Smart City Tech Is Evolving to Include Sustainability Features

2 mins read

Cities are increasingly turning to smart city technologies to facilitate these transitions as they build microgrids for energy resilience and increase the use of electronic vehicles.

Cities, school districts, and another public-sector organizations are giving sustainability and climate policies top priority and using smart city technology to help them succeed.

According to Doug Davenport, founder and executive director of the clear tech volunteer Prospect Silicon Valley, many cities are making some progress in their plans for sustainability and decarbonization, but we’re still in the early stages. It’s important for cities to be aware of the benefits and drawbacks of innovative technology solutions in their project horizons because “the opportunity to leverage smart city technology will come as projects are developed.”

Recently, Fremont, California, joined forces with the charity to assist it in finding a quick-charging method to refuel energy police cruisers. The city was the first in the nation to show that, thanks to a partnership with Tesla, an EV can function as an officer’s vehicle in 2019.

Smart City Tech Is Evolving to Include Sustainability Features

Empowering Smart Cities: Microgrid Solutions for EVs and Sustainable Decarbonization

Hans Larsen, the common works director for Fremont, a city in the California Bay Area, spoke at the Smart Cities Connect Conference and Expo in November. He said that this puts an extremely high level of demand on our electrical systems.

The development of microgrids and battery storage for some of the city’s 130 most important buildings is progressing in different cities like San Jose, California.

During a panel at the conference, Carol Boland Whattham, program manager for sustainability and microgrids in San Jose, remarked that “we’ve been dreaming of decarbonization for some time.” Whattham continued by stating that the city wants to be completely decarbonized within six years and adopted its Climate Smart San Jose plan in 2018.

Whattham stated, “We’re trying to actually think of resiliency in terms of supporting buildings not only for the major earthquake but also for 2030 and beyond when we want to decarbonize.”

To implement an emissions reduction strategy, Prospect Silicon Valley has been collaborating with the Twin Rivers Unified School District (TRUSD) in the Sacramento area of California. According to Davenport, the project, which is grant-funded by the California Air Resources Board, will include the purchase and installation of zero-emission vehicles and equipment, charging infrastructure, solar power generation, vehicle-sharing programs, and broad community engagement and workforce development. One of the biggest operators of electric school buses in the nation is TRUSD.

Harnessing Smart Technologies for Urban Resilience and Sustainability

In an email, Davenport stated that this effort would “provide essential examples and resources for other school districts to develop fleet electrification strategies, in addition to helping the district expand their fleet and build out a practical zero-emission transportation system.”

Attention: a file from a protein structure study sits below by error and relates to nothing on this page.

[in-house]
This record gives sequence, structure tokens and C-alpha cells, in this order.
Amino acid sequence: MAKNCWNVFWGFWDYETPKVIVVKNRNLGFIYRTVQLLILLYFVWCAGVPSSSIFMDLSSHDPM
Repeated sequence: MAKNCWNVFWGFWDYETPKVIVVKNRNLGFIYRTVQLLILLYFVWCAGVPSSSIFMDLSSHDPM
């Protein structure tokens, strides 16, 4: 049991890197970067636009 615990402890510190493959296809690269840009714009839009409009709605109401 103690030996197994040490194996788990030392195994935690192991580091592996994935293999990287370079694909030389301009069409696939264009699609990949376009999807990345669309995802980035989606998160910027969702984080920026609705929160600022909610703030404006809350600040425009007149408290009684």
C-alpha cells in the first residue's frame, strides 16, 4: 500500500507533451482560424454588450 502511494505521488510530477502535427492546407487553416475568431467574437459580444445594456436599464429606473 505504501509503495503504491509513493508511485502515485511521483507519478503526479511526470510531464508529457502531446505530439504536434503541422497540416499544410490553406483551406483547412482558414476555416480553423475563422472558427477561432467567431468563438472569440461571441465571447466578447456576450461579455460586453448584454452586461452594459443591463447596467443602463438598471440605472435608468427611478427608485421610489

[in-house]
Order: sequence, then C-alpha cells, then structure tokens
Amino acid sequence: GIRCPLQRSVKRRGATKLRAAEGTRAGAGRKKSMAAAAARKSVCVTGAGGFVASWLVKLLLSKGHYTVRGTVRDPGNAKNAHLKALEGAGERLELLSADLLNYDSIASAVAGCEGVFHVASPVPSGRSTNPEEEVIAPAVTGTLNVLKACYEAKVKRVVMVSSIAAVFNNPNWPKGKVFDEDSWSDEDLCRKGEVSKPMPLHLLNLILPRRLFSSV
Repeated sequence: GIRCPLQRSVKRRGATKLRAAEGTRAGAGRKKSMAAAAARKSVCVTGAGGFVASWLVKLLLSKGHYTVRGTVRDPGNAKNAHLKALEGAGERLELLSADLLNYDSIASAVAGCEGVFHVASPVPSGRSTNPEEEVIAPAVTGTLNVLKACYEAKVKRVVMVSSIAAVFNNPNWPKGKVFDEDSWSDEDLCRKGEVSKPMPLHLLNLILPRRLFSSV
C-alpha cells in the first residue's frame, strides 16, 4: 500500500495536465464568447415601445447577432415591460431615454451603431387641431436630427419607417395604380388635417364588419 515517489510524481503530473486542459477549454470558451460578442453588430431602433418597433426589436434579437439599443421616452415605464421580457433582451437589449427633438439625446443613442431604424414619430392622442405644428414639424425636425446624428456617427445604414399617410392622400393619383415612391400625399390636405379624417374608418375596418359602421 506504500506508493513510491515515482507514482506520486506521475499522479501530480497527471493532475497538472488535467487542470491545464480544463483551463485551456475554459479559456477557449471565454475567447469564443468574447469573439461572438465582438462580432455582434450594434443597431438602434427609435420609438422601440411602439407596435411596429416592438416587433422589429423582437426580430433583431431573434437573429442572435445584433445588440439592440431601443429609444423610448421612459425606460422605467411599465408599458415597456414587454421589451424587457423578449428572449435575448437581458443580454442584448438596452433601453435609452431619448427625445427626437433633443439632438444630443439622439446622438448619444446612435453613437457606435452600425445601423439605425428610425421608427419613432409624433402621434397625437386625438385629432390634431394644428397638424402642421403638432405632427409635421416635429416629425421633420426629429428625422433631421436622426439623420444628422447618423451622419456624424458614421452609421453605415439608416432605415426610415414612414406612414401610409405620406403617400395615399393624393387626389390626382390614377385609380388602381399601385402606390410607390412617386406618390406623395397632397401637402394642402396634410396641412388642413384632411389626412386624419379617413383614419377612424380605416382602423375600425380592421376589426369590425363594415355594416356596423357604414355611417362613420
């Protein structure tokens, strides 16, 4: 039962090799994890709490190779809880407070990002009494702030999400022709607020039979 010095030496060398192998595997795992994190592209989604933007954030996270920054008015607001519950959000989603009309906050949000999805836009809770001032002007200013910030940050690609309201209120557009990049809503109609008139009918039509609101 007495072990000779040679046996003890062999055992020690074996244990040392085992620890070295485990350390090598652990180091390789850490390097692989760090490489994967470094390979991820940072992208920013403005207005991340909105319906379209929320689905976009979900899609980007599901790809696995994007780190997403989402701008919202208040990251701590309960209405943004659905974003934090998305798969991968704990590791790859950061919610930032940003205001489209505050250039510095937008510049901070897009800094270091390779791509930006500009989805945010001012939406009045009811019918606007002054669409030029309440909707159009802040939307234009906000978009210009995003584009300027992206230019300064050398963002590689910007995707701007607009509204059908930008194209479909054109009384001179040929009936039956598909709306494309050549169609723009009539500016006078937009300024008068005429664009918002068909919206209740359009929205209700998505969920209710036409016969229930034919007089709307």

Cities and related organizations are turning to smart technologies to support these transitions, creating new opportunities for urban technology beyond intelligent transportation systems, economic sensors, and intelligent streetlights.

According to Davenport, who gave the example of “smart charging,” there has been a noticeable shift in smart technologies and applications towards the energy sector, driven by cities decarbonization and resiliency goals. Fleet managers can optimize charging based on factors like cost and operations with the aid of the technology.

When grid energy is threatened, expanding clean energy and microgrids offer opportunities to support community resiliency services in safeguarding important facilities, such as a school or community center.

Davenport also stated that the traditional “smart city data” collection approach is essential for identifying localized impacts related to problems like fire risk, sea level rise, and other threats, as well as making sure bright technologies are helping the affected areas of the community.

At the Smart Cities Connect conference he also said “That’s where smart cities can go. You can start to get data from those gadgets you want to put on streetlights, but it’s not just the data. It has to do with how those devices are currently used because the infrastructure can respond to them.”

Viktor Musil

Victor Musil, pen name for Edouard Py, advocates for inclusive, people-centered city development. His work underscores the importance of ethical considerations and equitable access, shaping the discourse on urban innovation worldwide.

Leave a Reply

Your email address will not be published.

Adaptive reuse projects Vacant corporate structures Residential conversions Urban planning challenges Mixed-use development
Previous Story

Buildings can reduce energy intensity by up to 38%: report

Next Story

Vulnerability Puts Bosch Smart Thermostats at Risk of Compromise

Latest from News Feed

Don't Miss